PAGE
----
In a previous genome-wide search for novel small RNAs, Chen et al. identified a DNA region denoted IS063 that is located between the ompN porin gene and a gene of unknown function (ydbK) and that is transcribed into a short RNA transcript that lacks the capacity to be translated (7). Using BLAST searches, we found that the small RNA shows complementarity to the leader sequence of the ompC mRNA. We postulated that the small RNA may regulate ompC expression in the same fashion that MicF regulates ompF, and thus we named the small RNA the MicC RNA. Here we present evidence that MicC, which is conserved in Shigella, Salmonella, and Klebsiella, inhibits ompC expression at the posttranscriptional level.
Standard molecular biology procedures were used for the isolation of genomic DNAs and plasmids, for restriction digests, for molecular cloning, and for transformation by electroporation or heat shock. Taq polymerase was used to amplify DNA fragments. The ompR101 mutant allele linked to zhf37::Tn10 (22) was moved into strain JM109 by P1 transduction (to create GSO105). The hfq-1::Ω mutant allele (26) was moved into strain BW25113 by P1 transduction (GSO107). All other strains with gene deletions or mutations on the chromosome were constructed by a one-step method for gene inactivation in E. coli by using PCR products and BW25113 transformed with pKD46 and pCP20 (8). After mutants were generated, PCR was routinely used to confirm that the mutated regions had the expected sizes. Some of the PCR products also were sequenced to confirm the presence of mutations and fusions. All of the plasmids and bacterial strains used for this study are listed in Table Table1.1. The sequences of all oligonucleotide primers used for this study are given at the following web site: http://dir2.nichd.nih.gov/nichd/cbmb/segr/segrPublications.html.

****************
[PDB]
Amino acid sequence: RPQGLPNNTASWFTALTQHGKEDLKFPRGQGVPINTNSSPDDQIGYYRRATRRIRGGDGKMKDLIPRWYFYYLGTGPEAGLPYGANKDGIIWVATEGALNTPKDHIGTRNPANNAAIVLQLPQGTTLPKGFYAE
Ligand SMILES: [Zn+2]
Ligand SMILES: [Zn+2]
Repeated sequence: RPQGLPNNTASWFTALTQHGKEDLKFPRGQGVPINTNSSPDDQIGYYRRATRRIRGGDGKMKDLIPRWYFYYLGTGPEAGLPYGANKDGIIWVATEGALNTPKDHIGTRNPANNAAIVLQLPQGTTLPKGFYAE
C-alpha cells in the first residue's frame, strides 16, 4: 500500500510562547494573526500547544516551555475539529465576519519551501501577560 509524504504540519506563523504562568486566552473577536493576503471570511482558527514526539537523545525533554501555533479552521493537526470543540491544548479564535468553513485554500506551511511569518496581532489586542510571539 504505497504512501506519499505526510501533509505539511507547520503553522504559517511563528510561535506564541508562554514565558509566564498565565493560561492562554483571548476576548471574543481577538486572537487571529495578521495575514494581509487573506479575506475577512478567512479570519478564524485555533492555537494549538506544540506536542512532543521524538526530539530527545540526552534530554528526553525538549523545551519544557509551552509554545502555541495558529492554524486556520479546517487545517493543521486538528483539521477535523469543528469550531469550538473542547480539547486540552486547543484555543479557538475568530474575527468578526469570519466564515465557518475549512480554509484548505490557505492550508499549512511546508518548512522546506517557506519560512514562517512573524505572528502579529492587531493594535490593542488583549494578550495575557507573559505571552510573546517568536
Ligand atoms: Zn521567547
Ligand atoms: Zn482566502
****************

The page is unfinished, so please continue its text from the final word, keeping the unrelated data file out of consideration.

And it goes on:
For overexpression of the MicC RNA, an ~410-bp DNA fragment (from 180 bp upstream to 110 bp downstream) of the micC gene was amplified from JM109 genomic DNA by the use of primers IS063-Bm and IS063-Ec and was then cloned into pUC119 (pUC-micC) and into pAlter-Ex2 (pAE-micC) after digestion with BamHI and EcoRI. For the generation of a micC mutant plasmid, a 200-bp fragment was amplified with primers IS063-Bm and MicC-PacRev and a 210-bp fragment was amplified with primers IS063-Ec and MicC-PacI. These two fragments were coligated into pAlter-Ex2 after digestion with PacI, BamHI, and EcoRI (pAE-micCmutant).
For construction of a micC deletion mutant (SC200), primers IS063-P1 and IS063-P2 were used to amplify the kanamycin resistance gene (Kanr) from pKD4 together with sequences flanking the micC gene. This fragment was then used for the linear transformation of strain BW25113. For unknown reasons, we found this insertion to be recalcitrant to transduction by P1.